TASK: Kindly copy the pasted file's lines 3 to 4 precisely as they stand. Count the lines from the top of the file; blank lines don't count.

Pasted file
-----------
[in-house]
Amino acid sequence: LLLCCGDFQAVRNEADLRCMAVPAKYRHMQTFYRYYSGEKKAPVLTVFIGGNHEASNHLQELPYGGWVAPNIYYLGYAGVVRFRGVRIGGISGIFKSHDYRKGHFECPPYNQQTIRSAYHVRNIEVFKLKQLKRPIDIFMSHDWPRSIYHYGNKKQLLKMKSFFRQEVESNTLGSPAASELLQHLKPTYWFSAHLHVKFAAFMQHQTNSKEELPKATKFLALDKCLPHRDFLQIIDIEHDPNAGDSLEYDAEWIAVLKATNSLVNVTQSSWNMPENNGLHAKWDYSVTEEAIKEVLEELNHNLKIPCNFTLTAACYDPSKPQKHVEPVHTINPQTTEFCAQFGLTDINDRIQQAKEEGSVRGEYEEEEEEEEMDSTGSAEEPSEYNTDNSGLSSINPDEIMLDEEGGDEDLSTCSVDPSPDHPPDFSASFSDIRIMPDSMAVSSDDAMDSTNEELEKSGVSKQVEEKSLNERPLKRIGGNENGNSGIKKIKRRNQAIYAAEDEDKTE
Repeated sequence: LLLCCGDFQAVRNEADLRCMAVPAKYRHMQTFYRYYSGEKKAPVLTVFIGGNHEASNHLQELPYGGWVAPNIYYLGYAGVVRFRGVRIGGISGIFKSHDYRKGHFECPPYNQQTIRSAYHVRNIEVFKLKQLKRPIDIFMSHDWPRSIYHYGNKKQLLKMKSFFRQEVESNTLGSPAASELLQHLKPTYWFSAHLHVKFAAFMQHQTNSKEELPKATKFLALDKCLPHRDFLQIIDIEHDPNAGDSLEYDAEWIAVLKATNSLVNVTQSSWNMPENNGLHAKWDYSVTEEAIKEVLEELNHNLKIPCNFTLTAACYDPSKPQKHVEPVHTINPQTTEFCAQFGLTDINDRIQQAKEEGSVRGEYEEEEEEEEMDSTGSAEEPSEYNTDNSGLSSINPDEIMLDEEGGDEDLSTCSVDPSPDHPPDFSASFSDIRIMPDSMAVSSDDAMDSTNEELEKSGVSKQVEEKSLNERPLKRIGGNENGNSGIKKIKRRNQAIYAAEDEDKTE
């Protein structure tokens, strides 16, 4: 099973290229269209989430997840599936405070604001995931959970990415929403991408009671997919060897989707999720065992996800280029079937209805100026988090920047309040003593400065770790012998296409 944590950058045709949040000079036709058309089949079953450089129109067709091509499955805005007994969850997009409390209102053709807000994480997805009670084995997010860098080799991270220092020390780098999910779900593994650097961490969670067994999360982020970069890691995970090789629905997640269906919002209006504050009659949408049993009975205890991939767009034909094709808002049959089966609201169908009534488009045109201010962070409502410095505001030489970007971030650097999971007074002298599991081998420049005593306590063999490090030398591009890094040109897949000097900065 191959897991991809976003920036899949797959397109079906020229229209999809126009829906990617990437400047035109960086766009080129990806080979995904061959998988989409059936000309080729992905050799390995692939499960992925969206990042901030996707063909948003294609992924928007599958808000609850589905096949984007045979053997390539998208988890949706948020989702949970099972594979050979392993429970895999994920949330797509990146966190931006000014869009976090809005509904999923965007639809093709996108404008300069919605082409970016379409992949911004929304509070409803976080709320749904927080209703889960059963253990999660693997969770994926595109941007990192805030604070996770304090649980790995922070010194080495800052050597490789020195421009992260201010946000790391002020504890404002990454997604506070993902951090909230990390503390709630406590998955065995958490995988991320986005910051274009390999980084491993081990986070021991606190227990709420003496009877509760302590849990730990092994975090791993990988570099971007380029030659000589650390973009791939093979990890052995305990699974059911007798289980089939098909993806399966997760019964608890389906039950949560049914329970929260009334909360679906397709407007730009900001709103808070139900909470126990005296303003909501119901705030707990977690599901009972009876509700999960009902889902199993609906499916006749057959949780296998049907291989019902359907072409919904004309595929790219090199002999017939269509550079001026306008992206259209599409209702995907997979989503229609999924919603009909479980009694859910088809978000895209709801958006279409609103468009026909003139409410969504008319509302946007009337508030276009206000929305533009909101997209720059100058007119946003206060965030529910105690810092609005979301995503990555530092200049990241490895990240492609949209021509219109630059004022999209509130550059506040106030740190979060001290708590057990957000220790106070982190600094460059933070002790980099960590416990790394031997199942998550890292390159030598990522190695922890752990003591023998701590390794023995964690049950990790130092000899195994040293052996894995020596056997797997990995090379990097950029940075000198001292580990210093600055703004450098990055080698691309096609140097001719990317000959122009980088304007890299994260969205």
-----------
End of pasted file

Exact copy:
Repeated sequence: LLLCCGDFQAVRNEADLRCMAVPAKYRHMQTFYRYYSGEKKAPVLTVFIGGNHEASNHLQELPYGGWVAPNIYYLGYAGVVRFRGVRIGGISGIFKSHDYRKGHFECPPYNQQTIRSAYHVRNIEVFKLKQLKRPIDIFMSHDWPRSIYHYGNKKQLLKMKSFFRQEVESNTLGSPAASELLQHLKPTYWFSAHLHVKFAAFMQHQTNSKEELPKATKFLALDKCLPHRDFLQIIDIEHDPNAGDSLEYDAEWIAVLKATNSLVNVTQSSWNMPENNGLHAKWDYSVTEEAIKEVLEELNHNLKIPCNFTLTAACYDPSKPQKHVEPVHTINPQTTEFCAQFGLTDINDRIQQAKEEGSVRGEYEEEEEEEEMDSTGSAEEPSEYNTDNSGLSSINPDEIMLDEEGGDEDLSTCSVDPSPDHPPDFSASFSDIRIMPDSMAVSSDDAMDSTNEELEKSGVSKQVEEKSLNERPLKRIGGNENGNSGIKKIKRRNQAIYAAEDEDKTE
């Protein structure tokens, strides 16, 4: 099973290229269209989430997840599936405070604001995931959970990415929403991408009671997919060897989707999720065992996800280029079937209805100026988090920047309040003593400065770790012998296409 944590950058045709949040000079036709058309089949079953450089129109067709091509499955805005007994969850997009409390209102053709807000994480997805009670084995997010860098080799991270220092020390780098999910779900593994650097961490969670067994999360982020970069890691995970090789629905997640269906919002209006504050009659949408049993009975205890991939767009034909094709808002049959089966609201169908009534488009045109201010962070409502410095505001030489970007971030650097999971007074002298599991081998420049005593306590063999490090030398591009890094040109897949000097900065 191959897991991809976003920036899949797959397109079906020229229209999809126009829906990617990437400047035109960086766009080129990806080979995904061959998988989409059936000309080729992905050799390995692939499960992925969206990042901030996707063909948003294609992924928007599958808000609850589905096949984007045979053997390539998208988890949706948020989702949970099972594979050979392993429970895999994920949330797509990146966190931006000014869009976090809005509904999923965007639809093709996108404008300069919605082409970016379409992949911004929304509070409803976080709320749904927080209703889960059963253990999660693997969770994926595109941007990192805030604070996770304090649980790995922070010194080495800052050597490789020195421009992260201010946000790391002020504890404002990454997604506070993902951090909230990390503390709630406590998955065995958490995988991320986005910051274009390999980084491993081990986070021991606190227990709420003496009877509760302590849990730990092994975090791993990988570099971007380029030659000589650390973009791939093979990890052995305990699974059911007798289980089939098909993806399966997760019964608890389906039950949560049914329970929260009334909360679906397709407007730009900001709103808070139900909470126990005296303003909501119901705030707990977690599901009972009876509700999960009902889902199993609906499916006749057959949780296998049907291989019902359907072409919904004309595929790219090199002999017939269509550079001026306008992206259209599409209702995907997979989503229609999924919603009909479980009694859910088809978000895209709801958006279409609103468009026909003139409410969504008319509302946007009337508030276009206000929305533009909101997209720059100058007119946003206060965030529910105690810092609005979301995503990555530092200049990241490895990240492609949209021509219109630059004022999209509130550059506040106030740190979060001290708590057990957000220790106070982190600094460059933070002790980099960590416990790394031997199942998550890292390159030598990522190695922890752990003591023998701590390794023995964690049950990790130092000899195994040293052996894995020596056997797997990995090379990097950029940075000198001292580990210093600055703004450098990055080698691309096609140097001719990317000959122009980088304007890299994260969205």